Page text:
When the Synagogue Doesn’t Fit – Guest Post

Recently, I posted a message about how Jews tend to gather at synagogue when the news stirs up strong emotion. I talked about the value of a “home synagogue” at such times.

In the discussion that followed, Anne Ireland, a former student, added her own experience with a congregation that she could not feel at home in, no matter how hard she tried. She finally left that congregation to seek out a place that would be better for her and her husband.

Anne posted the steps she went through in first trying to resolve the difficulty, and then in moving on. It was such an excellent list that I asked her for permission to repost it here.

Here is Anne Ireland’s advice for a process when a synagogue just isn’t home:

1. Talk privately to leaders at your shul, to see if problems are resolvable.

2. Be clear about what you need.

3. Do not be ashamed if you have needs the congregation does not have.

4. Before leaving, expand. make sure you are participating in a variety of community alternatives. I am a member of Kol Hadash, and a meditation group, Kol HaLev.

5. Listen and be aware that you might not be the only one with these problems, not only at your shul, but elsewhere.

6. Don’t rush to join, until you see the new shul is really an excellent fit.

7. As a bottom line, how much is your participation welcome? are the core people doing everything, and stretched so thin, but they don’t need any help? fine, be that way.

8. Leave when you’re ready. Go back when you’re ready for a visit if an offering is good for you.

9. Leave ’em laughing when you go. If the shul isn’t responsive, and you have taken the above steps, cancel you membership, and put a stop payment on your shul’s monthly dues. They will notice that, I assure you. Would that it would make them think. If not, you are out of there.

The only caveat I’d add is that before you put a stop payment on dues, check back and see if you made a commitment for a full year. If so, it’s best to terminate at the end of that year – otherwise, you’re breaking a contract.

Anne, thank you for sharing your experience with us! I particularly appreciate the effort you put into trying to communicate with the leadership at the synagogue. I’m sorry that things did not work out, but I appreciate your willingness to talk about how you made your way to a synagogue home that felt comfortable for you.

Where Everybody Knows Your Name

The past couple of weeks has been full of highly emotional events, times of joy and times of anguish. On weeks like these, I am glad I have a synagogue home.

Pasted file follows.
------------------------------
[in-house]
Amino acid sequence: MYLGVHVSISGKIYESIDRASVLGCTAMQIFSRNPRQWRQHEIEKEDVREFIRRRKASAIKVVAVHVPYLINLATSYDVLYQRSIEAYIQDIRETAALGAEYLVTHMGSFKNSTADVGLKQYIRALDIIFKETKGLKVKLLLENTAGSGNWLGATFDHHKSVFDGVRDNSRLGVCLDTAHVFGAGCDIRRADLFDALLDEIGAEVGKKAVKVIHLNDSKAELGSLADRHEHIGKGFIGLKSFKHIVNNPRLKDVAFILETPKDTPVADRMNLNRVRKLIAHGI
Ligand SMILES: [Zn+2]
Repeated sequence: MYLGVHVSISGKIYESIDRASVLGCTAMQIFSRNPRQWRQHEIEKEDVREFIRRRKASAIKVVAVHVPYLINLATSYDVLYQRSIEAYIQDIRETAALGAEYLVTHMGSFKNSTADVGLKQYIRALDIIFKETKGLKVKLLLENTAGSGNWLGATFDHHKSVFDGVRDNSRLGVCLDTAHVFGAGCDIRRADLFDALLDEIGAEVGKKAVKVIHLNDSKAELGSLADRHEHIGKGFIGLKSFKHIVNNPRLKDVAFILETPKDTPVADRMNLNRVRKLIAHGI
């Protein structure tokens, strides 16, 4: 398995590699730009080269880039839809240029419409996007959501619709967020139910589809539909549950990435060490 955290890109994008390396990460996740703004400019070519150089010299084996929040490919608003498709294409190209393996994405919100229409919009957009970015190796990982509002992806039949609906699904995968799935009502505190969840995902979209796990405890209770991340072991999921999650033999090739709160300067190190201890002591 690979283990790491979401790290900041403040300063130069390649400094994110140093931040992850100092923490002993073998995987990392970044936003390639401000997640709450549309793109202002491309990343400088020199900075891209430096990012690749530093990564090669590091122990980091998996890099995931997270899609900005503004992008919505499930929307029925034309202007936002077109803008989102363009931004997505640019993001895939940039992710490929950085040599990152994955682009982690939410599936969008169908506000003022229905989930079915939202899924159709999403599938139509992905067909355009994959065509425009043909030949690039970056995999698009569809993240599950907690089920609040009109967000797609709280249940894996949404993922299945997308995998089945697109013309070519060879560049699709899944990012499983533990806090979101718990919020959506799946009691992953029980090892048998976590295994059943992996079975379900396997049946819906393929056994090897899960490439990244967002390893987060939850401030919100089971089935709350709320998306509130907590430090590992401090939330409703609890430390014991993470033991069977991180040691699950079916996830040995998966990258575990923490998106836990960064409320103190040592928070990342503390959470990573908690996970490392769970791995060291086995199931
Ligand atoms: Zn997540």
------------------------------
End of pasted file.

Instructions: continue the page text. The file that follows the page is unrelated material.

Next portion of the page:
Friday night, Linda and I went to services at Temple Sinai. We arrived extra early, but it almost wasn’t early enough. I wasn’t surprised that the parking lot was full. I’m not the only one who wants to attend services at my shul after a tough week.

Rabbi Mates-Muchin started the service with Shehecheyanu, the blessing for extraordinary moments. We celebrated Obergefell v Hodges, the Supreme Court decision that made same sex marriage legal in all 50 states. We celebrated King v Burwell, in which SCOTUS affirmed the Affordable Care Act. And on the side of anguish, we prayed for those who are mourning in South Carolina, as the funerals begin for the nine people murdered in Emanuel AME Church. Many of us had been deeply moved by President Obama’s eulogy for State Senator Clementa Pinckney.

After the service, at the oneg, there were hugs and stories exchanged. The guy who was organizing the group to march at Pride in San Francisco was at one table, signing folks up. Regulars and newcomers were crowded around the cookie table, and another little group (me included) were crowded around the hot water for tea. I had an impromptu subcommittee meeting with one person, and set up with another for study later in the week.

Synagogue is a place Jews go when we need to be with fellow Jews. In moments of great joy or great sorrow, after bad news from Europe or Israel, after anything in the national news that touches us strongly, it is good to sit with the Jews and take it all in. After 9-11, which took place in the midst of the High Holy Days, we gathered anxiously to ponder the meaning of events. During the Gaza War last summer, attendance was high. At such times, we need to be together.

And true, these are also times when newcomers seek out the synagogue, because they haven’t felt the need for one until just that moment – and that is fine. They’re welcome, and odds are, they’ll see us at our best. But synagogue is even better when it’s a familiar place, with familiar faces, and you know who gives great hugs. (If you are reading this and thinking, gee, my synagogue isn’t like that, may I suggest How to Succeed at Synagogue Life?)